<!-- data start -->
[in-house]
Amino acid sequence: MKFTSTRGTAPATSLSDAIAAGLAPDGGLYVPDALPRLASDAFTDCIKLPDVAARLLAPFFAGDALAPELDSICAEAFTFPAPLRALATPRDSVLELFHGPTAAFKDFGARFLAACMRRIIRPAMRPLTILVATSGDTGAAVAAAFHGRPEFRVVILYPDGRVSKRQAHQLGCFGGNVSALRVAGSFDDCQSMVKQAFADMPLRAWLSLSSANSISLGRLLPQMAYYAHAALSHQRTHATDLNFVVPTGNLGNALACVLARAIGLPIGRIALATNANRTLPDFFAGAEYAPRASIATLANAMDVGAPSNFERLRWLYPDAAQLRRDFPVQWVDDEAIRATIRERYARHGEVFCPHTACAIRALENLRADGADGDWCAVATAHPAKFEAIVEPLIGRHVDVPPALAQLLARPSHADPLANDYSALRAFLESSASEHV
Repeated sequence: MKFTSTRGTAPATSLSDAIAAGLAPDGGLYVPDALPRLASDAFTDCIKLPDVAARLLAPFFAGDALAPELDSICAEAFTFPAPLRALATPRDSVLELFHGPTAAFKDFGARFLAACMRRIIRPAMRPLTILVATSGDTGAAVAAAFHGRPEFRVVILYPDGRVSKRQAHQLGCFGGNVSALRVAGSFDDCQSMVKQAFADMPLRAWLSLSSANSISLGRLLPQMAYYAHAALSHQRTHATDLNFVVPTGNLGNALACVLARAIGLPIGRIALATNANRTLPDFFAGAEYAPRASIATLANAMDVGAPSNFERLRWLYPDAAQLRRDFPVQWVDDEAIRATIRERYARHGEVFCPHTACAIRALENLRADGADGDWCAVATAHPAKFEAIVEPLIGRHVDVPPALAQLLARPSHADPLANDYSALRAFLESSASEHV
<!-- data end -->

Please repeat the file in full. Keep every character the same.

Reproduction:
[in-house]
Amino acid sequence: MKFTSTRGTAPATSLSDAIAAGLAPDGGLYVPDALPRLASDAFTDCIKLPDVAARLLAPFFAGDALAPELDSICAEAFTFPAPLRALATPRDSVLELFHGPTAAFKDFGARFLAACMRRIIRPAMRPLTILVATSGDTGAAVAAAFHGRPEFRVVILYPDGRVSKRQAHQLGCFGGNVSALRVAGSFDDCQSMVKQAFADMPLRAWLSLSSANSISLGRLLPQMAYYAHAALSHQRTHATDLNFVVPTGNLGNALACVLARAIGLPIGRIALATNANRTLPDFFAGAEYAPRASIATLANAMDVGAPSNFERLRWLYPDAAQLRRDFPVQWVDDEAIRATIRERYARHGEVFCPHTACAIRALENLRADGADGDWCAVATAHPAKFEAIVEPLIGRHVDVPPALAQLLARPSHADPLANDYSALRAFLESSASEHV
Repeated sequence: MKFTSTRGTAPATSLSDAIAAGLAPDGGLYVPDALPRLASDAFTDCIKLPDVAARLLAPFFAGDALAPELDSICAEAFTFPAPLRALATPRDSVLELFHGPTAAFKDFGARFLAACMRRIIRPAMRPLTILVATSGDTGAAVAAAFHGRPEFRVVILYPDGRVSKRQAHQLGCFGGNVSALRVAGSFDDCQSMVKQAFADMPLRAWLSLSSANSISLGRLLPQMAYYAHAALSHQRTHATDLNFVVPTGNLGNALACVLARAIGLPIGRIALATNANRTLPDFFAGAEYAPRASIATLANAMDVGAPSNFERLRWLYPDAAQLRRDFPVQWVDDEAIRATIRERYARHGEVFCPHTACAIRALENLRADGADGDWCAVATAHPAKFEAIVEPLIGRHVDVPPALAQLLARPSHADPLANDYSALRAFLESSASEHV